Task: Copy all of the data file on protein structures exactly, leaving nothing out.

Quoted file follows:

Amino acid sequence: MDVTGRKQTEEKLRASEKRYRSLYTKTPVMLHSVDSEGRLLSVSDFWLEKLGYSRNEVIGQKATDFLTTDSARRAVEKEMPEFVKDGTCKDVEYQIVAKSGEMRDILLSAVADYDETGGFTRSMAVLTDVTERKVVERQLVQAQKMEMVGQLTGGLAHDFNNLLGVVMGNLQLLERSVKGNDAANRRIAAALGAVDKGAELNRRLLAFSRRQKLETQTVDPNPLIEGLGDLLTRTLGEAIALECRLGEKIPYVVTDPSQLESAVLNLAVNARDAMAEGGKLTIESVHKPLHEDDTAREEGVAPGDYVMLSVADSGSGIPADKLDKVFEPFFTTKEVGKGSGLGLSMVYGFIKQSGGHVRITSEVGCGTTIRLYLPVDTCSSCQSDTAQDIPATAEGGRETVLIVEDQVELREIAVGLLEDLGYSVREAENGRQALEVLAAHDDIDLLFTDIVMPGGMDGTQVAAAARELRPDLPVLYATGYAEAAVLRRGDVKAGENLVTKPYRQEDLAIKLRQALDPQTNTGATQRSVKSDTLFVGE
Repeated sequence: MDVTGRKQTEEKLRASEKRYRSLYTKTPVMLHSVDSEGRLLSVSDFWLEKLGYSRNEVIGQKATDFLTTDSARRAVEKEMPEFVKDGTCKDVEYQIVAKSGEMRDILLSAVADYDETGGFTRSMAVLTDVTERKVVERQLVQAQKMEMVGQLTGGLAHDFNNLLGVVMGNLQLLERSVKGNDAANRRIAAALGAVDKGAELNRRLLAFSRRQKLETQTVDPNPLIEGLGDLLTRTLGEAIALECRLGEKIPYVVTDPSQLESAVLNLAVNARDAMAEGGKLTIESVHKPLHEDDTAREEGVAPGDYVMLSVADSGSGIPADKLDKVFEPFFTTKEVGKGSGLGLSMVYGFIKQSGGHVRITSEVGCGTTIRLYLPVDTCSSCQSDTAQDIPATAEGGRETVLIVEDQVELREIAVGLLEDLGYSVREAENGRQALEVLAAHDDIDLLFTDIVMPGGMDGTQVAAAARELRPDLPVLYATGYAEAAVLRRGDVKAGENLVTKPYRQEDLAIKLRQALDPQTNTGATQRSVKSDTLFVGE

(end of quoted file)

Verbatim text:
Amino acid sequence: MDVTGRKQTEEKLRASEKRYRSLYTKTPVMLHSVDSEGRLLSVSDFWLEKLGYSRNEVIGQKATDFLTTDSARRAVEKEMPEFVKDGTCKDVEYQIVAKSGEMRDILLSAVADYDETGGFTRSMAVLTDVTERKVVERQLVQAQKMEMVGQLTGGLAHDFNNLLGVVMGNLQLLERSVKGNDAANRRIAAALGAVDKGAELNRRLLAFSRRQKLETQTVDPNPLIEGLGDLLTRTLGEAIALECRLGEKIPYVVTDPSQLESAVLNLAVNARDAMAEGGKLTIESVHKPLHEDDTAREEGVAPGDYVMLSVADSGSGIPADKLDKVFEPFFTTKEVGKGSGLGLSMVYGFIKQSGGHVRITSEVGCGTTIRLYLPVDTCSSCQSDTAQDIPATAEGGRETVLIVEDQVELREIAVGLLEDLGYSVREAENGRQALEVLAAHDDIDLLFTDIVMPGGMDGTQVAAAARELRPDLPVLYATGYAEAAVLRRGDVKAGENLVTKPYRQEDLAIKLRQALDPQTNTGATQRSVKSDTLFVGE
Repeated sequence: MDVTGRKQTEEKLRASEKRYRSLYTKTPVMLHSVDSEGRLLSVSDFWLEKLGYSRNEVIGQKATDFLTTDSARRAVEKEMPEFVKDGTCKDVEYQIVAKSGEMRDILLSAVADYDETGGFTRSMAVLTDVTERKVVERQLVQAQKMEMVGQLTGGLAHDFNNLLGVVMGNLQLLERSVKGNDAANRRIAAALGAVDKGAELNRRLLAFSRRQKLETQTVDPNPLIEGLGDLLTRTLGEAIALECRLGEKIPYVVTDPSQLESAVLNLAVNARDAMAEGGKLTIESVHKPLHEDDTAREEGVAPGDYVMLSVADSGSGIPADKLDKVFEPFFTTKEVGKGSGLGLSMVYGFIKQSGGHVRITSEVGCGTTIRLYLPVDTCSSCQSDTAQDIPATAEGGRETVLIVEDQVELREIAVGLLEDLGYSVREAENGRQALEVLAAHDDIDLLFTDIVMPGGMDGTQVAAAARELRPDLPVLYATGYAEAAVLRRGDVKAGENLVTKPYRQEDLAIKLRQALDPQTNTGATQRSVKSDTLFVGE